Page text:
House Democrats on Wednesday unveiled a supplemental budget package that seeks to restore cost-of-living increases for teachers and puts additional money into education, while closing four tax exemptions, including one that grants a sales tax break to some out-of-state shoppers.
The more than $200 million proposal was released in two pieces. The underlying $173 million budget has $60 million for books, technology and supplies in K-12 classrooms, and $10 million to improve community mental health services, including $8.2 million in response to a settlement that requires the state to expand mental health services for children.
The supplemental budget makes adjustments to the $33.6 billion, two-year state operating budget approved by the Legislature last year.
“It’s a modest budget,” said Rep. Ross Hunter, the main budget writer for House Democrats.
But separate legislation also announced Wednesday seeks to spend about $51 million to restore teachers’ voter-approved cost-of-living raises, which have been suspended for the last few budget cycles, and also looks to spend an additional $16.5 million on early learning programs. Though not listed in the spending plan, Hunter said that those measures will be part of the budget that is expected to be passed by the House next week.
The additional spending would be paid for, in part, by $100 million that the state would gain by closing four tax exemptions, including those on out-of-state sales, on timber product waste claimed by oil refineries and on bottled water.
Majority Leader Pat Sullivan said that with the state Supreme Court’s latest order telling lawmakers to submit a complete plan by the end of April detailing how the state will fully pay for basic education, “ it really changed the way we moved forward.”
“That court order said we needed to make additional progress,” he said.
In 2012, the high court ruled that the state is not meeting its constitutional obligation concerning education funding. That ruling was the result of a lawsuit brought by a coalition of school districts, parents and education groups, known as the McCleary case for the family named in the suit. The court has required yearly progress reports from the Legislature on its efforts. Those reports are then critiqued by the group that brought the lawsuit and by the Supreme Court.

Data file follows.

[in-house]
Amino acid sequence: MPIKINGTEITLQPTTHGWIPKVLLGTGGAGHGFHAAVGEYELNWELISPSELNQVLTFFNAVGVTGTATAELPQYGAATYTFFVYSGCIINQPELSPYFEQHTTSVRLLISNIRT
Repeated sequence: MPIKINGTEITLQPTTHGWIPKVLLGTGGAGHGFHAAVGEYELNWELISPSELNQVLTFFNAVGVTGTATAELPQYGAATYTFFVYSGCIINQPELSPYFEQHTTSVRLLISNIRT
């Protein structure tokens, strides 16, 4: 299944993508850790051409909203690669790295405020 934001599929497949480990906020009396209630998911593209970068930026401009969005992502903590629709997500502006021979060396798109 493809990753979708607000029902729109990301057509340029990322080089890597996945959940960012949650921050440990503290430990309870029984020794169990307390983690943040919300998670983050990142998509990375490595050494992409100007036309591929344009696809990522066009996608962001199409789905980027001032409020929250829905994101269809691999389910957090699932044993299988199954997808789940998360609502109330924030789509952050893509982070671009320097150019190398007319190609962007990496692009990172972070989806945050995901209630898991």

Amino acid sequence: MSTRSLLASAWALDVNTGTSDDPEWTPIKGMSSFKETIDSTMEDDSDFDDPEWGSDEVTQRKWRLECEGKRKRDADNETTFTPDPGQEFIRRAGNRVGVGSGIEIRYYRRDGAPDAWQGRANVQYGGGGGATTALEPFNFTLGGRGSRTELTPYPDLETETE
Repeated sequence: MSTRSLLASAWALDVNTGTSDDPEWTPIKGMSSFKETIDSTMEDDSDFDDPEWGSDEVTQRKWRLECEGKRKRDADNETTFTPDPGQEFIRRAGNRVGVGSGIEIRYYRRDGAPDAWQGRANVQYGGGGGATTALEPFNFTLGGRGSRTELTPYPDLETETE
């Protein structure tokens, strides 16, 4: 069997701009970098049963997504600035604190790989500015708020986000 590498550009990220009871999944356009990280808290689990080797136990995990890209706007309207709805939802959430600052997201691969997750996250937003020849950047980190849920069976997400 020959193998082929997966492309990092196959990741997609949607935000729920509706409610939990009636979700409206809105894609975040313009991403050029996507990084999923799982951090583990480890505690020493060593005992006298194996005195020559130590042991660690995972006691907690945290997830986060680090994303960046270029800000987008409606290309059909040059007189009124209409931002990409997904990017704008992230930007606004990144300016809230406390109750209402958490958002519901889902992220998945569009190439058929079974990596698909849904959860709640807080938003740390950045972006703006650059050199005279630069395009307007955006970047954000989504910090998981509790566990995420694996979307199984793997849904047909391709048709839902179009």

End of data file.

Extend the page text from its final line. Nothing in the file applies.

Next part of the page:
When asked about the challenges of closing tax exemptions with just a few weeks left in the legislative session, Rep. Reuven Carlyle, D-Seattle, said that “at the end of the day we have no choice but to acknowledge that we live in a post-McCleary era.”
“The old fashioned stereotypes and cliches of yesterday about more and more and more tax preferences versus getting smarter and rigorous and investing in early learning, those days are over,” he said.
The proposal comes just days after the Majority Coalition Caucus in the Senate proposed a supplementary budget that looks to put additional money into education, but also would create or expand several tax exemptions.
Sen. Andy Hill, R-Redmond, who is the key Senate budget writer, said that both the House and Senate budget proposals prioritize education. He said that while the discussion on tax exemptions and cost-of-living raises may be difficult with only a few weeks left in the session, on the underlying supplemental budget, “we’re not that far off.”
The House and Senate also differ on mental health funding. All of the Legislature’s spending plans to date put new money into mental health programs, but the House suggests roughly double what the Senate proposed.
Both House and Senate would pay to settle a lawsuit over children’s mental health. Both would cover overtime costs at Western and Eastern state hospitals while also upgrading the hospitals. And both would add beds at a time of severe shortages. But the House plan would add more.
A bipartisan House construction proposal calls for building the space needed for 48 beds, split between King County, Thurston and Mason counties, and seven Eastern Washington counties. Each of those three regions would get money for either one 16-bed free-standing treatment facility or space at local hospitals.
House Democrats budgeted money to operate those facilities. The Senate’s bipartisan plan provides money to run 16 beds somewhere in the state this year, and 16 more in the long run.
Besides beds, the House plans would issue competitive grants to build facilities around the state, while also earmarking some money for particular outpatient services in designated places.
Pierce County would be partially funded for a program to send teams to patients’ homes around the clock.
Staff writer Jordan Schrader contributed to this report.